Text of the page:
Do you trust workmen who come to your door?
I’m betting the majority of you do.
Especially if you’ve called upon their services to come out and fix a home problem.
Should you trust them and what precautions should be taken?
The Story As To Why I’m Writing This
Recently, our secured apartment’s Body Corporate required all tenants to have a fire door inspection and contracted a reputable firm to carry these inspections out.
All tenants were notified of the date and told this was required by Australian law.
On the nominated morning around 10am’ish, the buildings’ maintenance guy, John (who we value for his honesty and trustworthiness), knocked on the door.
He was accompanied by some other fellow who was doing the inspection.
John greeted my wife, Pam Papier, and said he had moved my electric lead in the car park – obviously this other guy then knew my wife, Pamela Allen, was in a partnership as well as she wears a wedding ring.
She was at home studying for her Justice Diploma.
Since this is suppose to be a secure building, with only authorised people having access to each floor, she opened the door and greeted both John and the inspector.
Inspection done and they both left.
Here’s Where It Gets a Little Weird
Around an hour or so later, there was a further knock on the door.
Again, the building security meant authorised people on the door. Pam answered and was greeted by the Inspector.
He was alone this time.
He said he had forgotten to write down some number, needed for the inspection.
Well, forgive me for saying but I wouldn’t have thought there was all that much that needed to be recorded for a fire door inspection.
He is meant to be a professional inspector.
I’d have thought a record would include whether the door was tested and the identification of the door – not much else.
Why would this have been forgotten and why wasn’t he accompanied back to our unit by John Shepard.
Anyway, he then entered into some ‘small talk’ with Pamela as to what she was up to and whether she was having lunch.
He then asked ‘Would you mind if I asked you something?’ then ‘Oh, I’d better not’ and then ‘But you could ask me something’.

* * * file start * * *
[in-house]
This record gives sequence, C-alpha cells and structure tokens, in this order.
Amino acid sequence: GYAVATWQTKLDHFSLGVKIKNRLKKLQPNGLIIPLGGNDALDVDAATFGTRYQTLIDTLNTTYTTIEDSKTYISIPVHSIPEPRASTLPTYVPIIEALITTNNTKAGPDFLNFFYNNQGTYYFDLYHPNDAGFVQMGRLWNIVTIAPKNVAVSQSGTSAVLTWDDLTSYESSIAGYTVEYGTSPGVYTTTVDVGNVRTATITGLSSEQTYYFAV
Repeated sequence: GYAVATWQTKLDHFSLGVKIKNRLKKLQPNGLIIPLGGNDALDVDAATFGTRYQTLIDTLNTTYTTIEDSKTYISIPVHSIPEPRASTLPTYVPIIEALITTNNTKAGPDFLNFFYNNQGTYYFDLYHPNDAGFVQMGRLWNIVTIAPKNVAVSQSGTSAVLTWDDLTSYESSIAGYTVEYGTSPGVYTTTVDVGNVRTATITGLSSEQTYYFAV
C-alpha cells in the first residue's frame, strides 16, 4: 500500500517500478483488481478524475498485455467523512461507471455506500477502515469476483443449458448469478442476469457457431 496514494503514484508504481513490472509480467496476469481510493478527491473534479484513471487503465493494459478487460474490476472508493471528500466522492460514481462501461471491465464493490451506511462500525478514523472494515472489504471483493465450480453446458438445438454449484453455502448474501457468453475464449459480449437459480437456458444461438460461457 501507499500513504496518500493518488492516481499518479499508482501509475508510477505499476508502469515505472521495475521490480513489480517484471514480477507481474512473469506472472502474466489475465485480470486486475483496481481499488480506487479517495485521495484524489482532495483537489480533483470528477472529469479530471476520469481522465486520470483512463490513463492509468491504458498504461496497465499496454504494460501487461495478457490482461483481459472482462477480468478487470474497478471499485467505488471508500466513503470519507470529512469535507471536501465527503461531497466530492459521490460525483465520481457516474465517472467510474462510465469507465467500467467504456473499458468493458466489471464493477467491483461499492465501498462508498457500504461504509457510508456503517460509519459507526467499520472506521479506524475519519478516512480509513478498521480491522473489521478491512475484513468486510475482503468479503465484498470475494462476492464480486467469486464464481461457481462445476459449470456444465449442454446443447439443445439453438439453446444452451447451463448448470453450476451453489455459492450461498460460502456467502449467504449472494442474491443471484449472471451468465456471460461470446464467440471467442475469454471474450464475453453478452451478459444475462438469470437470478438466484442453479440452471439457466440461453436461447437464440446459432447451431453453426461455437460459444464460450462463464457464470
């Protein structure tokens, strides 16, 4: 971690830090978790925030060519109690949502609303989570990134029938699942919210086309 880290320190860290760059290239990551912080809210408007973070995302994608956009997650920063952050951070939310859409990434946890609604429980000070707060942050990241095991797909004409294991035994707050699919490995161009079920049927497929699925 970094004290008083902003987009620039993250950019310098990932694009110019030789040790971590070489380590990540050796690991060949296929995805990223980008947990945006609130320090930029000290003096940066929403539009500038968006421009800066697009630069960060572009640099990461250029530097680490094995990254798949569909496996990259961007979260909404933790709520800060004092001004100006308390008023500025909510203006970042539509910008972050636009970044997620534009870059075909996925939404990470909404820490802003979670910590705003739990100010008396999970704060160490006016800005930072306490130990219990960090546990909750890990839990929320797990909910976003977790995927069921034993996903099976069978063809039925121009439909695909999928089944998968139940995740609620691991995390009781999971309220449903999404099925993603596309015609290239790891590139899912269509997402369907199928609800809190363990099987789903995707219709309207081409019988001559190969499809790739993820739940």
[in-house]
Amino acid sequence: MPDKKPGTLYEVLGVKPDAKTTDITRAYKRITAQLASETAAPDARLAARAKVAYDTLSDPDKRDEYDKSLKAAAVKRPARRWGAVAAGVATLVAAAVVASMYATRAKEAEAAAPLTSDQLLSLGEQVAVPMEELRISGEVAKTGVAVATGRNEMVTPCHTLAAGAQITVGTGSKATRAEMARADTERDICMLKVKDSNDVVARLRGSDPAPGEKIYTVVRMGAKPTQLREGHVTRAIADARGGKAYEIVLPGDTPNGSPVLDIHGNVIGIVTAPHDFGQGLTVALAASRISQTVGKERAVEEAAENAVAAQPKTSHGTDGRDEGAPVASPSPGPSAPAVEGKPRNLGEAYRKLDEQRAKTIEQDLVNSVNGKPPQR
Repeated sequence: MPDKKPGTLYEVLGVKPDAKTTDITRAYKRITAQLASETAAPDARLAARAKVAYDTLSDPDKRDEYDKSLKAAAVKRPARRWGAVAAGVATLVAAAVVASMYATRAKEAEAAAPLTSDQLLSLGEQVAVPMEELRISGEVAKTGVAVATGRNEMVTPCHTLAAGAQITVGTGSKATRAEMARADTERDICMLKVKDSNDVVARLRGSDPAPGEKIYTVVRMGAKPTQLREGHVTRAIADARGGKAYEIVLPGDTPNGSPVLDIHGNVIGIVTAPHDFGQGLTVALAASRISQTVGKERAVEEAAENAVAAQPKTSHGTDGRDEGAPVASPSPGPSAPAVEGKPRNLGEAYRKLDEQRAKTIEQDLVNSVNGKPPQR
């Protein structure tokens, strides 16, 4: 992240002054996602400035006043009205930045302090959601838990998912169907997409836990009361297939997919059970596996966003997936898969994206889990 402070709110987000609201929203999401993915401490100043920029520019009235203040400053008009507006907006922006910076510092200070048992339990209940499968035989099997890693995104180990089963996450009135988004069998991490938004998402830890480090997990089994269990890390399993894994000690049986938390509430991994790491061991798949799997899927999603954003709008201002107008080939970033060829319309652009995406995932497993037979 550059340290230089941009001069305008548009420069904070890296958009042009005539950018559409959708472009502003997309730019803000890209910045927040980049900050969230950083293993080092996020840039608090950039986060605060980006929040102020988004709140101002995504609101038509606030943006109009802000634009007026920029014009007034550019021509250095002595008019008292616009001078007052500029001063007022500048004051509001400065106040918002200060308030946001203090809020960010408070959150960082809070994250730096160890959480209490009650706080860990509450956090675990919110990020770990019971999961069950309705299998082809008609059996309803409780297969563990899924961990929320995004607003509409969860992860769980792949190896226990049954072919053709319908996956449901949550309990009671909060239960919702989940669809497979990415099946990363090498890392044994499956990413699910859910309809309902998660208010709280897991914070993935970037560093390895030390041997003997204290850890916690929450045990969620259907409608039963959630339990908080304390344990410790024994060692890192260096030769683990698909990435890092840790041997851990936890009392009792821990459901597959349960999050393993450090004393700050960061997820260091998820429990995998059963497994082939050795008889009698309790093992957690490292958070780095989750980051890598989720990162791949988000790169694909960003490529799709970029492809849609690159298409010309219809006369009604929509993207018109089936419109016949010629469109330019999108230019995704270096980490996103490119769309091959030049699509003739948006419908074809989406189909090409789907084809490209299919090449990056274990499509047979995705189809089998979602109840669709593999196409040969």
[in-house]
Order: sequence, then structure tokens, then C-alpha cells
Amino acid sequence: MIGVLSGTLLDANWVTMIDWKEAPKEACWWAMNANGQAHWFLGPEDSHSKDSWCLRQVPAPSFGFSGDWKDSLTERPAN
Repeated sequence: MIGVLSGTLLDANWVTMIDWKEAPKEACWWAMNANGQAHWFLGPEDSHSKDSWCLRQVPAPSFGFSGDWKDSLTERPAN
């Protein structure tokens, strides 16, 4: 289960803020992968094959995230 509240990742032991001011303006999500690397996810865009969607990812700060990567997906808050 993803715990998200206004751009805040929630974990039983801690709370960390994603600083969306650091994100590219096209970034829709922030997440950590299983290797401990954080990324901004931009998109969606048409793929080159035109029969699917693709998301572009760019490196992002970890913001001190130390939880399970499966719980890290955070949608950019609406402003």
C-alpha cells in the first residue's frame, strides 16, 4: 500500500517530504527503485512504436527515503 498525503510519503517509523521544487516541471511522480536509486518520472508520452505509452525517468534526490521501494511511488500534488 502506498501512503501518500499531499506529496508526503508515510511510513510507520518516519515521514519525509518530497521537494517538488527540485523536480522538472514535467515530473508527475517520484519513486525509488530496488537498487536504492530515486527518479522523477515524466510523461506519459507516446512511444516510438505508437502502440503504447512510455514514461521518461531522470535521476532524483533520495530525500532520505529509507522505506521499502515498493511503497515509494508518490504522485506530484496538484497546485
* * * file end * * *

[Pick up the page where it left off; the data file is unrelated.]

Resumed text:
This is all quite odd for a professional to be doing.
Pam's reply was ‘What do you expect me to ask?’.
He responds ‘Oh, never-mind.’. He then left.
OK, whilst he might have been flirting with Pamela which, in a public place, would be a somewhat acceptable behaviour, doing so on a security floor which has limited access and the apartments are very sound-proof, I consider to be a very serious situation.
Implied Trust Can Be Abused, Easily
Pam was placed in an unprotected situation by a person with ‘implied’ trust, since he was initially introduced by the building’s trusted maintenance guy.
After the first inspection, this guy knew Pam was alone in the apartment. A real possibility existed that Pam could have attacked when she opened the door and then pushed inside.
No-one would have even heard a scuffle since these apartments are reasonably sound proof and who knows how those sorts of situations end up.
- Sure, Pam should have used the door's peep-hole viewer to see who was there – though only tenants who live on the floor have access (normally).
- If she didn't see the maintainence guy, she should have called him.
- Pam might have thought better of even engaging the guy in any conversation so it wasn't viewed as any form of interest.
Good advice in hindsight though.
Who Are You Really Dealing With?
Do you really know?
The implied trust in these situations tricks the mind.
We’re always telling our children about ‘Stranger Danger’ yet, as adults, we’ll readily invite complete strangers into our homes, simply because they have a perceived authority.
Whether they have a shirt badge, we’ve enlisted their services or they’re initially introduced by someone else we trust.
We know nothing of their background, talent and behaviour.
Today’s news is awash with items like repairman rape, burglary and theft.
Speak Your Mind, With Your Opinion
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